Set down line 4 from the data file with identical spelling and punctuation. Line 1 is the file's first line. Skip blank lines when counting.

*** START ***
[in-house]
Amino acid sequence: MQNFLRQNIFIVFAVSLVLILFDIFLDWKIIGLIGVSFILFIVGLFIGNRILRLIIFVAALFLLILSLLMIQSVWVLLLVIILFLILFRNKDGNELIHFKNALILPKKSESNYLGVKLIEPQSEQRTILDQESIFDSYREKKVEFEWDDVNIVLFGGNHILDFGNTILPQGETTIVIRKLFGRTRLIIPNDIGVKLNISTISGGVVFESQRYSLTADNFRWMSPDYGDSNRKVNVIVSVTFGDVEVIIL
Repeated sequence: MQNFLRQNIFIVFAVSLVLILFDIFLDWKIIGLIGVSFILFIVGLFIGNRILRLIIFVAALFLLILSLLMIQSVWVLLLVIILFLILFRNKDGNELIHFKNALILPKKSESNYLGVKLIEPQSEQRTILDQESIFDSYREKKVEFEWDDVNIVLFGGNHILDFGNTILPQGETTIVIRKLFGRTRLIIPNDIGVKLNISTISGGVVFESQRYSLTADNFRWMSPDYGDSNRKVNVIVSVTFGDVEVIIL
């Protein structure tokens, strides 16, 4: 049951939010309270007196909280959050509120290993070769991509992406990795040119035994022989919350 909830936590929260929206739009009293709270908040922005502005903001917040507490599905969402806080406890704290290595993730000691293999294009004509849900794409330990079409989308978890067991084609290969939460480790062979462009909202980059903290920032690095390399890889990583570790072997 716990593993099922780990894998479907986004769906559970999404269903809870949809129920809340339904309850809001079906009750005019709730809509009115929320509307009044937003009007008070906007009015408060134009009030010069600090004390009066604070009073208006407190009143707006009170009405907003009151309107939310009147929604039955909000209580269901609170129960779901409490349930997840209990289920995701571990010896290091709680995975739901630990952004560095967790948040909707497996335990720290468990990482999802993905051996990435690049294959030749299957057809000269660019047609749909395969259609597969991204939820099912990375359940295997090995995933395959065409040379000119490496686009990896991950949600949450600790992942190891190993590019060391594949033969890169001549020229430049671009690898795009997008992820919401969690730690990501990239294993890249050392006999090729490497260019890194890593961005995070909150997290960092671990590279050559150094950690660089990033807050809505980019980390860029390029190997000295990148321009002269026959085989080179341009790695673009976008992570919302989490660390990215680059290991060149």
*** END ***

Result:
């Protein structure tokens, strides 16, 4: 049951939010309270007196909280959050509120290993070769991509992406990795040119035994022989919350 909830936590929260929206739009009293709270908040922005502005903001917040507490599905969402806080406890704290290595993730000691293999294009004509849900794409330990079409989308978890067991084609290969939460480790062979462009909202980059903290920032690095390399890889990583570790072997 716990593993099922780990894998479907986004769906559970999404269903809870949809129920809340339904309850809001079906009750005019709730809509009115929320509307009044937003009007008070906007009015408060134009009030010069600090004390009066604070009073208006407190009143707006009170009405907003009151309107939310009147929604039955909000209580269901609170129960779901409490349930997840209990289920995701571990010896290091709680995975739901630990952004560095967790948040909707497996335990720290468990990482999802993905051996990435690049294959030749299957057809000269660019047609749909395969259609597969991204939820099912990375359940295997090995995933395959065409040379000119490496686009990896991950949600949450600790992942190891190993590019060391594949033969890169001549020229430049671009690898795009997008992820919401969690730690990501990239294993890249050392006999090729490497260019890194890593961005995070909150997290960092671990590279050559150094950690660089990033807050809505980019980390860029390029190997000295990148321009002269026959085989080179341009790695673009976008992570919302989490660390990215680059290991060149």